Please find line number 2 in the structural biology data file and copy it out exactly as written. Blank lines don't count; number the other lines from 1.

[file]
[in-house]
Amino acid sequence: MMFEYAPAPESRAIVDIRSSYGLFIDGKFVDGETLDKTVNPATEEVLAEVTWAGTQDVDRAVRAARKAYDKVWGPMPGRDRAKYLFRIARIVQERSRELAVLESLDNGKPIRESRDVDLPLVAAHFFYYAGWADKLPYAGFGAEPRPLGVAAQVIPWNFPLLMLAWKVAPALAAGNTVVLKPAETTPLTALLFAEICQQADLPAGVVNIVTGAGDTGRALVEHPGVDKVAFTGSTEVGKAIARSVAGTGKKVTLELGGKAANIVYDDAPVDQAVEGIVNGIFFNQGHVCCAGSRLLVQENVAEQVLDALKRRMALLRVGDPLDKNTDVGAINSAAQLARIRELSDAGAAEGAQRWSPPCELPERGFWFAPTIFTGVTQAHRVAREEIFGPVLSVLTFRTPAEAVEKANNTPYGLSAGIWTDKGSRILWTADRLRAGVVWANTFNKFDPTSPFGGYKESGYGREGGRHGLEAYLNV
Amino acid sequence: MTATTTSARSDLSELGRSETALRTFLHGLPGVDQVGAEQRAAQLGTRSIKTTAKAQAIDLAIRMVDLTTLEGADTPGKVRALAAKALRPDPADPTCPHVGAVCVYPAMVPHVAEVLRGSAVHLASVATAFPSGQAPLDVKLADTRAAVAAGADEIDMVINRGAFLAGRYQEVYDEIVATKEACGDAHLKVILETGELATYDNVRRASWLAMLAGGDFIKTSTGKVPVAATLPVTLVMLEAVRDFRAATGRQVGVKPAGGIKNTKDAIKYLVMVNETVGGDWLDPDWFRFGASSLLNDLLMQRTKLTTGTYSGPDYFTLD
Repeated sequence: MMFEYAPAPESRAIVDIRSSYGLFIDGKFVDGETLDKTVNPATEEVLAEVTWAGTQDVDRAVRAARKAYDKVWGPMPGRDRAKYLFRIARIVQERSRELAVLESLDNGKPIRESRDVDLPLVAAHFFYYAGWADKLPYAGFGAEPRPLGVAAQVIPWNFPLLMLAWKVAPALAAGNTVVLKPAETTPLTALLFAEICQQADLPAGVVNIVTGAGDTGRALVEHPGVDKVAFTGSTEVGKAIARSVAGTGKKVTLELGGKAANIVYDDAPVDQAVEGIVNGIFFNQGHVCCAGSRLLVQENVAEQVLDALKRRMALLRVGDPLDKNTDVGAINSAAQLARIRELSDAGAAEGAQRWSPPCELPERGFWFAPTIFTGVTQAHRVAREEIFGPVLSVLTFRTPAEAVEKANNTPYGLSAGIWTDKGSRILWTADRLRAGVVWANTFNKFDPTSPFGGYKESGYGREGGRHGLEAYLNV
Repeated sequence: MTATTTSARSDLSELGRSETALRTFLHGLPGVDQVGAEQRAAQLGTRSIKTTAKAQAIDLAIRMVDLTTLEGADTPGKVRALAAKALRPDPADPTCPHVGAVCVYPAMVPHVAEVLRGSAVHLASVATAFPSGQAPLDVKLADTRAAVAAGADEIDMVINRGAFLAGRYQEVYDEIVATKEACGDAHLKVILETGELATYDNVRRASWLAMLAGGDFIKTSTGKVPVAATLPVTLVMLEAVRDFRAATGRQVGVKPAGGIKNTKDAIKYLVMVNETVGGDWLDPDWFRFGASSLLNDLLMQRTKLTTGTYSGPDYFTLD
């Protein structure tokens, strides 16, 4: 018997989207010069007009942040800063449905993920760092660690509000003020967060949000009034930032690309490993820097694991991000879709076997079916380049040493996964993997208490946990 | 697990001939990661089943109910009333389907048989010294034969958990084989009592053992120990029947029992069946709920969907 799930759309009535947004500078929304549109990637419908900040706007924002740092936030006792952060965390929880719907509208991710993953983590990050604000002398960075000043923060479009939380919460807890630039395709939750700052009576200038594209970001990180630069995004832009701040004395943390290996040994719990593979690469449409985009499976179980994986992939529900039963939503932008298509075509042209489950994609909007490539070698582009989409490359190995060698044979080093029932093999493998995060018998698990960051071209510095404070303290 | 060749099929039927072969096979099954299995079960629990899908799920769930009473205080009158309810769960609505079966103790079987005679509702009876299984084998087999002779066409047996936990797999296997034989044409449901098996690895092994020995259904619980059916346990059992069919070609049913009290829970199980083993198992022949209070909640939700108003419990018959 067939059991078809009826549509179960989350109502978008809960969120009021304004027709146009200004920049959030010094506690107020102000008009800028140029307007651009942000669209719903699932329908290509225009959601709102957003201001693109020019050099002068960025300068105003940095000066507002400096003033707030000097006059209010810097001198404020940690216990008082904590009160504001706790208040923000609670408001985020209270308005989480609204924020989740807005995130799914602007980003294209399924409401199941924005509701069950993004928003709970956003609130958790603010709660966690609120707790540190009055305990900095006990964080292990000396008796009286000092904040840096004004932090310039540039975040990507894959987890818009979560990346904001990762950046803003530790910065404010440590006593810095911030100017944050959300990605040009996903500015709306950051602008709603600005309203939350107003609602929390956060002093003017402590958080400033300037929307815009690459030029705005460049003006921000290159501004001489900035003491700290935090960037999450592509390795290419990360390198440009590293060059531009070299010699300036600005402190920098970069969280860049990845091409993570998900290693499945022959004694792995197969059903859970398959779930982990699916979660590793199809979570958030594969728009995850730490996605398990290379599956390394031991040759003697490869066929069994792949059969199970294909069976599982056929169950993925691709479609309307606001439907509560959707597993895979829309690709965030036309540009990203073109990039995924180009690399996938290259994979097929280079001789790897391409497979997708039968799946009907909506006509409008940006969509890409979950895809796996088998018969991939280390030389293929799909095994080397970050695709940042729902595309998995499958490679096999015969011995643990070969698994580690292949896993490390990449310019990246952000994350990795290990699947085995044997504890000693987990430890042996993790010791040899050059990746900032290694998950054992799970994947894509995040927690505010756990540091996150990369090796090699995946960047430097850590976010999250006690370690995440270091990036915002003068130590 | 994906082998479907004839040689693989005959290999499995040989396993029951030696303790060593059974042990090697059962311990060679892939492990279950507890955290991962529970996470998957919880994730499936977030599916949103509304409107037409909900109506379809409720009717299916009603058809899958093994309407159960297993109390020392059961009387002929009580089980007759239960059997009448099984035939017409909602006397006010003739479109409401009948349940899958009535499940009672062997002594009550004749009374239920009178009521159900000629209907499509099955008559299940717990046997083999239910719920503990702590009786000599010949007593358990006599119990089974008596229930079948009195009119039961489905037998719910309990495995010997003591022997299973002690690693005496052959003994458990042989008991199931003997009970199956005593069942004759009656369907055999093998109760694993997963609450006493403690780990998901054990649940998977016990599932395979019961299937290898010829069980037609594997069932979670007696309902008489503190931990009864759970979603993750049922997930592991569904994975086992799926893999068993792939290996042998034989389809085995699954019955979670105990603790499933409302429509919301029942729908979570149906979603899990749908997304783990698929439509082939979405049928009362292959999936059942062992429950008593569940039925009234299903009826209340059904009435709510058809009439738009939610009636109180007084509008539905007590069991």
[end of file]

Amino acid sequence: MMFEYAPAPESRAIVDIRSSYGLFIDGKFVDGETLDKTVNPATEEVLAEVTWAGTQDVDRAVRAARKAYDKVWGPMPGRDRAKYLFRIARIVQERSRELAVLESLDNGKPIRESRDVDLPLVAAHFFYYAGWADKLPYAGFGAEPRPLGVAAQVIPWNFPLLMLAWKVAPALAAGNTVVLKPAETTPLTALLFAEICQQADLPAGVVNIVTGAGDTGRALVEHPGVDKVAFTGSTEVGKAIARSVAGTGKKVTLELGGKAANIVYDDAPVDQAVEGIVNGIFFNQGHVCCAGSRLLVQENVAEQVLDALKRRMALLRVGDPLDKNTDVGAINSAAQLARIRELSDAGAAEGAQRWSPPCELPERGFWFAPTIFTGVTQAHRVAREEIFGPVLSVLTFRTPAEAVEKANNTPYGLSAGIWTDKGSRILWTADRLRAGVVWANTFNKFDPTSPFGGYKESGYGREGGRHGLEAYLNV